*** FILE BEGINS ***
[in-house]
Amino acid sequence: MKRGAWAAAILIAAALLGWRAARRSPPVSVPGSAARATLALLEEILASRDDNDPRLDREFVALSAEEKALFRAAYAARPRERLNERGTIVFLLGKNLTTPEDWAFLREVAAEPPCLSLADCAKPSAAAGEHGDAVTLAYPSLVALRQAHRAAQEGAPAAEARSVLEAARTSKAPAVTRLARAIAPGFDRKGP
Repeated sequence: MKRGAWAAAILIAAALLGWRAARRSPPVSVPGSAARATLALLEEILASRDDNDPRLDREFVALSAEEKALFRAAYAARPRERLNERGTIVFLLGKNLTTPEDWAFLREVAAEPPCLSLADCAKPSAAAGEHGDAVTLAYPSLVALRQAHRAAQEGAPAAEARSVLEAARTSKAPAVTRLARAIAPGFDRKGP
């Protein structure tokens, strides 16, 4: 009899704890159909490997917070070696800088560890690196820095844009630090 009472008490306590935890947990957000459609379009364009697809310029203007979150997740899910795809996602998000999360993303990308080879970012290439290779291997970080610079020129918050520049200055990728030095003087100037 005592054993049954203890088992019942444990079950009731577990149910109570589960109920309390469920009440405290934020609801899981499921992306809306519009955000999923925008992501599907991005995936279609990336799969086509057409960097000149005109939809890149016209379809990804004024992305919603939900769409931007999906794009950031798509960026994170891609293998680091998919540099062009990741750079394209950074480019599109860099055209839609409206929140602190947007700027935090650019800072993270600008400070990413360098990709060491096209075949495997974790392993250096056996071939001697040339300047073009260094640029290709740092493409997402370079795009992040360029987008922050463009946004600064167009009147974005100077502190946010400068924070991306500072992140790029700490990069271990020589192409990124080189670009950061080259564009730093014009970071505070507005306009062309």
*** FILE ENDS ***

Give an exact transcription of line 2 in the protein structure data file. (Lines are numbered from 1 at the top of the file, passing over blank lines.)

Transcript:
Amino acid sequence: MKRGAWAAAILIAAALLGWRAARRSPPVSVPGSAARATLALLEEILASRDDNDPRLDREFVALSAEEKALFRAAYAARPRERLNERGTIVFLLGKNLTTPEDWAFLREVAAEPPCLSLADCAKPSAAAGEHGDAVTLAYPSLVALRQAHRAAQEGAPAAEARSVLEAARTSKAPAVTRLARAIAPGFDRKGP